Halloween is celebrated in many countries across the world - but do you know its origins? It’s an interesting holiday with a long, rich history that might surprise you. From prehistoric harvest festivals to jack-o-lanterns and candy today, read on for Halloween 101.
Many, many moons ago
It began 2,000 years ago with the Celts, who lived in what is now Ireland, the UK, and northern France. They celebrated their new year on November 1st - a day that marked the transition from the summer harvest into the dark cold winter - a time of year often associated with death. They thought that during this night, the worlds of the living and the dead overlapped, and celebrated “Samhain” - the moment it was believed the ghosts of the dead returned to earth. The Druids (the Celtic priests) would build huge sacred bonfires and offer sacrifices to the deities, and attempt to tell each others’ fortunes.
2,000 years later, by 43 AD, the Roman Empire had conquered most of the Celtic territory - and over the course of their rule, two new festivals merged with Samhain: first, Feralia, a day dedicated to the passing of the dead, and secondly, a day to honour Pomona, the goddess of fruit and trees (this might explain the Halloween tradition of bobbing for apples).
As centuries passed, Christianity spread into Celtic lands, where it gradually merged with and replaced Celtic rites. In 1000 A.D., the church designated the 2nd of November as a day to honour the dead: All Souls’ Day. Most historians agree that the church was hoping to replace the Celtic festival of the dead with a church-sanctioned holiday. The celebration was named All-hallowmas (from the Middle English word for All Saints’ Day Alholowmesse) - while the night before became known as All-Hallows Eve, and soon, Halloween.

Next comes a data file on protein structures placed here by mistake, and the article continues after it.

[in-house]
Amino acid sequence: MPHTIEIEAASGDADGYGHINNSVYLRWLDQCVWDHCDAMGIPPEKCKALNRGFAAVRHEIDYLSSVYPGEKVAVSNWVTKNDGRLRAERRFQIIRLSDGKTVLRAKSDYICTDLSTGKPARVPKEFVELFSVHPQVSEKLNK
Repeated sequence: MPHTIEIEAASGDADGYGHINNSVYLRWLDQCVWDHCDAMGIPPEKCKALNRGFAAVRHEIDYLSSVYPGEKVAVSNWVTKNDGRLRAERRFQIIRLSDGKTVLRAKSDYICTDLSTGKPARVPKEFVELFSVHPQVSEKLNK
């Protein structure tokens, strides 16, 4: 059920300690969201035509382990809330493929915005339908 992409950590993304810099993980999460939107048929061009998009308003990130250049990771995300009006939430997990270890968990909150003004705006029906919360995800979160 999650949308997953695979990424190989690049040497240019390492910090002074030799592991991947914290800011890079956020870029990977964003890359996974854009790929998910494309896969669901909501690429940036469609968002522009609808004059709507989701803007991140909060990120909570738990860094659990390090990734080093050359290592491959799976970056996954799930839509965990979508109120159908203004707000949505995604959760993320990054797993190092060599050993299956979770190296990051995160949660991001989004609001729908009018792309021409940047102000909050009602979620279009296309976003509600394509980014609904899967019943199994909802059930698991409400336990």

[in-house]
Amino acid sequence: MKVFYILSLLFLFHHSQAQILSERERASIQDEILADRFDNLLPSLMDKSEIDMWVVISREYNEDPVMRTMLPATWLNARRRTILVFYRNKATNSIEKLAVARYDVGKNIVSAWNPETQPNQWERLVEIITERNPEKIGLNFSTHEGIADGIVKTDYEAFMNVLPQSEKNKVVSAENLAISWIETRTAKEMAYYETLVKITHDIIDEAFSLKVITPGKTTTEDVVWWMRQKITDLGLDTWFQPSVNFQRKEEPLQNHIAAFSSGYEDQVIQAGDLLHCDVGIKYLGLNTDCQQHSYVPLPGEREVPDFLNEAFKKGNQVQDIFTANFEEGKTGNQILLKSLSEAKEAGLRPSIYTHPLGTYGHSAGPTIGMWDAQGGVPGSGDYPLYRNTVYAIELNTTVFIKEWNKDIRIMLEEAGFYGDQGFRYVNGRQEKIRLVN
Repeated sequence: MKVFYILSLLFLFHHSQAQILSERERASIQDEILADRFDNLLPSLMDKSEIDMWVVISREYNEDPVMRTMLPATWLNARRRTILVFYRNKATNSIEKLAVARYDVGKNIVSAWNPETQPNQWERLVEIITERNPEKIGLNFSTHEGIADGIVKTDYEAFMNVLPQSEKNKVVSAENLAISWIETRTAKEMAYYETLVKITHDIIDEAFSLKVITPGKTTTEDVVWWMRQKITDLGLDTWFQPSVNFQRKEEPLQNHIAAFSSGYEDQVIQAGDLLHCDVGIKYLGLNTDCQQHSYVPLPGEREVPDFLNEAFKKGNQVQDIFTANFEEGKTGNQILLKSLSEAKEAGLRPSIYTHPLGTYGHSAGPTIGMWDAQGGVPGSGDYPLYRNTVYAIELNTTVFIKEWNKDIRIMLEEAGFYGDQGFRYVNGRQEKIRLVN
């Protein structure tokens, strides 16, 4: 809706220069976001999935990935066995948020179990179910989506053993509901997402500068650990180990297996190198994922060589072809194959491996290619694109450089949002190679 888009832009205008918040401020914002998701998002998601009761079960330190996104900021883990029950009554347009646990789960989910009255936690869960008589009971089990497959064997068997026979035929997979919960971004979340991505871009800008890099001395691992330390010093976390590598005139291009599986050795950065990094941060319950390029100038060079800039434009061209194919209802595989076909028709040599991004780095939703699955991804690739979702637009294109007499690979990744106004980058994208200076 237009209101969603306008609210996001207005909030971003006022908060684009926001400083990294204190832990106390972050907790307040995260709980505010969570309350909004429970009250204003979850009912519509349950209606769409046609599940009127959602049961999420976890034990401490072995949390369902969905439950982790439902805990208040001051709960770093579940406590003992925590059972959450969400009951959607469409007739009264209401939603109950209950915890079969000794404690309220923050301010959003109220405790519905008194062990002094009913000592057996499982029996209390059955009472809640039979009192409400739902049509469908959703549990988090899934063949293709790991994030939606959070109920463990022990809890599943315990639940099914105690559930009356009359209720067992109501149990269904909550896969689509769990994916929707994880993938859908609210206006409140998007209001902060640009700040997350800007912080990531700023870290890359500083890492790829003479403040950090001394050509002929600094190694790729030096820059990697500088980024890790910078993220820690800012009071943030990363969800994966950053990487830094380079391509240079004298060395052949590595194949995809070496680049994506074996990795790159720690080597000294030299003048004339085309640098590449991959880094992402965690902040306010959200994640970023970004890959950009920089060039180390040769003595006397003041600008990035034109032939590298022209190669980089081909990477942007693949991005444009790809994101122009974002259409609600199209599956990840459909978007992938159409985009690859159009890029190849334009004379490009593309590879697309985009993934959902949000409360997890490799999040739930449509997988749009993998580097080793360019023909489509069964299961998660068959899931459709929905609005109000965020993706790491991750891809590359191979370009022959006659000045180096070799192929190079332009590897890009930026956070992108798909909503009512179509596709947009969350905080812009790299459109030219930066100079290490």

As the beliefs and customs of different European ethnic groups and the American Indians meshed, a distinctly American version of Halloween began to emerge. The first celebrations included “play parties” to celebrate the harvest, and communities would share stories of the dead, dance, and sing.
Halloween arrives in America
Due to the rigid Protestant belief systems in New England, the celebration of Halloween was initially more common in Maryland and the southern colonies. But as the beliefs and customs of different ethnic groups (and the Native Americans) meshed, a uniquely American take on Halloween was born.
At the turn of the 19th century, neighbourhood Halloween parties with games, seasonal foods, and festive costumes, became the norm. Americans started dressing up in costumes and going from house to house asking for food or money (the origin of what we know as “trick-or-treating”). The idea behind trick-or-treating was that families could prevent tricks from being played on them by providing children with treats. Trick-or-treating was an easy and affordable way for a neighbourhood to celebrate Halloween together.
Trick-or-treating and costumes aside, the holiday is a huge commercial success through scary movies. From Halloween, Scream and Nightmare on Elm Street to Friday the 13, Hocus Pocus, and Beetlejuice, the so-called spooky season is a box office highlight. In America alone, Halloween generates $6 billion annually!
These days, Halloween is celebrated in different ways across the world - and not just by children. Mexico and other Latin American countries celebrate Dia de los Muertos (day of the dead) - honouring deceased loved ones - followed by All Souls’ Day on November 2nd. In Ireland, it’s celebrated with bonfires and trick-or-treating. Jack-o-Lanterns actually originated in Ireland with carved turnips and potatoes (pumpkins became popular when Irish immigrants arrived in America.
However you're planning to celebrate this year, the Study Together team wishes you a very spooky Halloween!